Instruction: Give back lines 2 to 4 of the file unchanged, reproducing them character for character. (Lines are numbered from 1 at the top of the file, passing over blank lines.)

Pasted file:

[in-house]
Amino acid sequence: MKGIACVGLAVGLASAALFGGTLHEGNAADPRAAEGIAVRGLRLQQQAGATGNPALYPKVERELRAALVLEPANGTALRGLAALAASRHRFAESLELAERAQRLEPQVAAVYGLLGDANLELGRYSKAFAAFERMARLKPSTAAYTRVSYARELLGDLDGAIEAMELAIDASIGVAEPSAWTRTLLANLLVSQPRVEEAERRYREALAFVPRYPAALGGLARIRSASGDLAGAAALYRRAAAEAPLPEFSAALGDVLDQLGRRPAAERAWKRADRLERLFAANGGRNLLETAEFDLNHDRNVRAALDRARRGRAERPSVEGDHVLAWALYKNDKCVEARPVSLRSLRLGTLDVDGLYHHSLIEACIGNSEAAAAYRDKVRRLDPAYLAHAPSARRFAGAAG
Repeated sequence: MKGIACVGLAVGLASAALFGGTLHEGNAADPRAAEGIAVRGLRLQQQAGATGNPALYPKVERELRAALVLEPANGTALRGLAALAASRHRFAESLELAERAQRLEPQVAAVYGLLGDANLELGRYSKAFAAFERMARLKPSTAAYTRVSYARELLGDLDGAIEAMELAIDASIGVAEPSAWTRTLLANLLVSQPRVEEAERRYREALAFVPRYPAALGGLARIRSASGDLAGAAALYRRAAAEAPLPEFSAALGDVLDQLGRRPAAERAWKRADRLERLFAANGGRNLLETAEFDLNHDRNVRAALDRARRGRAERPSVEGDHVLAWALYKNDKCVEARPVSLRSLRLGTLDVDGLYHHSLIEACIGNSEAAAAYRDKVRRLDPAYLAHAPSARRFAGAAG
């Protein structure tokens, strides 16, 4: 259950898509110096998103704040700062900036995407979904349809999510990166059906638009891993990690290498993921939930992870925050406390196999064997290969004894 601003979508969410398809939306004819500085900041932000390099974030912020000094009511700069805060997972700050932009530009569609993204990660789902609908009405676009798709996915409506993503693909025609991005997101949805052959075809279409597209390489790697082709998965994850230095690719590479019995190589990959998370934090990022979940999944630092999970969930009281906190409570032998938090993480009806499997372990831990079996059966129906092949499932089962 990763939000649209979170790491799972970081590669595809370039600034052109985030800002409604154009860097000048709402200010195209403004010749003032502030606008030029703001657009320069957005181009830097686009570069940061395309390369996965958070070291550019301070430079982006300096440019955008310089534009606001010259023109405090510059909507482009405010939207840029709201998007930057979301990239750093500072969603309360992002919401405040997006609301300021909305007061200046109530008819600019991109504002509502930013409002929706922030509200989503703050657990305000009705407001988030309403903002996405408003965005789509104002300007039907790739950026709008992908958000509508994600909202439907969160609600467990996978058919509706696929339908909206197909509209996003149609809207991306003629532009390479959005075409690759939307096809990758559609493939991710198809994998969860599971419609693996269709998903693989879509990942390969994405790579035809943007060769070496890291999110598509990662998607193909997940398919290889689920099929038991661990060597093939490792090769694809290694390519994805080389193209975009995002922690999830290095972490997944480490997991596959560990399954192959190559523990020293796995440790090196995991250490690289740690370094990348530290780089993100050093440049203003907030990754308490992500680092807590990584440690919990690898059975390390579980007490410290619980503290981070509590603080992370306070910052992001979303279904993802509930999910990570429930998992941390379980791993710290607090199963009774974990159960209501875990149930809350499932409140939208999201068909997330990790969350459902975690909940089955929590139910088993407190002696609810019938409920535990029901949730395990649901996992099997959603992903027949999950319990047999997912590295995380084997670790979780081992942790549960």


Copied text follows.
Amino acid sequence: MKGIACVGLAVGLASAALFGGTLHEGNAADPRAAEGIAVRGLRLQQQAGATGNPALYPKVERELRAALVLEPANGTALRGLAALAASRHRFAESLELAERAQRLEPQVAAVYGLLGDANLELGRYSKAFAAFERMARLKPSTAAYTRVSYARELLGDLDGAIEAMELAIDASIGVAEPSAWTRTLLANLLVSQPRVEEAERRYREALAFVPRYPAALGGLARIRSASGDLAGAAALYRRAAAEAPLPEFSAALGDVLDQLGRRPAAERAWKRADRLERLFAANGGRNLLETAEFDLNHDRNVRAALDRARRGRAERPSVEGDHVLAWALYKNDKCVEARPVSLRSLRLGTLDVDGLYHHSLIEACIGNSEAAAAYRDKVRRLDPAYLAHAPSARRFAGAAG
Repeated sequence: MKGIACVGLAVGLASAALFGGTLHEGNAADPRAAEGIAVRGLRLQQQAGATGNPALYPKVERELRAALVLEPANGTALRGLAALAASRHRFAESLELAERAQRLEPQVAAVYGLLGDANLELGRYSKAFAAFERMARLKPSTAAYTRVSYARELLGDLDGAIEAMELAIDASIGVAEPSAWTRTLLANLLVSQPRVEEAERRYREALAFVPRYPAALGGLARIRSASGDLAGAAALYRRAAAEAPLPEFSAALGDVLDQLGRRPAAERAWKRADRLERLFAANGGRNLLETAEFDLNHDRNVRAALDRARRGRAERPSVEGDHVLAWALYKNDKCVEARPVSLRSLRLGTLDVDGLYHHSLIEACIGNSEAAAAYRDKVRRLDPAYLAHAPSARRFAGAAG
């Protein structure tokens, strides 16, 4: 259950898509110096998103704040700062900036995407979904349809999510990166059906638009891993990690290498993921939930992870925050406390196999064997290969004894 601003979508969410398809939306004819500085900041932000390099974030912020000094009511700069805060997972700050932009530009569609993204990660789902609908009405676009798709996915409506993503693909025609991005997101949805052959075809279409597209390489790697082709998965994850230095690719590479019995190589990959998370934090990022979940999944630092999970969930009281906190409570032998938090993480009806499997372990831990079996059966129906092949499932089962 990763939000649209979170790491799972970081590669595809370039600034052109985030800002409604154009860097000048709402200010195209403004010749003032502030606008030029703001657009320069957005181009830097686009570069940061395309390369996965958070070291550019301070430079982006300096440019955008310089534009606001010259023109405090510059909507482009405010939207840029709201998007930057979301990239750093500072969603309360992002919401405040997006609301300021909305007061200046109530008819600019991109504002509502930013409002929706922030509200989503703050657990305000009705407001988030309403903002996405408003965005789509104002300007039907790739950026709008992908958000509508994600909202439907969160609600467990996978058919509706696929339908909206197909509209996003149609809207991306003629532009390479959005075409690759939307096809990758559609493939991710198809994998969860599971419609693996269709998903693989879509990942390969994405790579035809943007060769070496890291999110598509990662998607193909997940398919290889689920099929038991661990060597093939490792090769694809290694390519994805080389193209975009995002922690999830290095972490997944480490997991596959560990399954192959190559523990020293796995440790090196995991250490690289740690370094990348530290780089993100050093440049203003907030990754308490992500680092807590990584440690919990690898059975390390579980007490410290619980503290981070509590603080992370306070910052992001979303279904993802509930999910990570429930998992941390379980791993710290607090199963009774974990159960209501875990149930809350499932409140939208999201068909997330990790969350459902975690909940089955929590139910088993407190002696609810019938409920535990029901949730395990649901996992099997959603992903027949999950319990047999997912590295995380084997670790979780081992942790549960």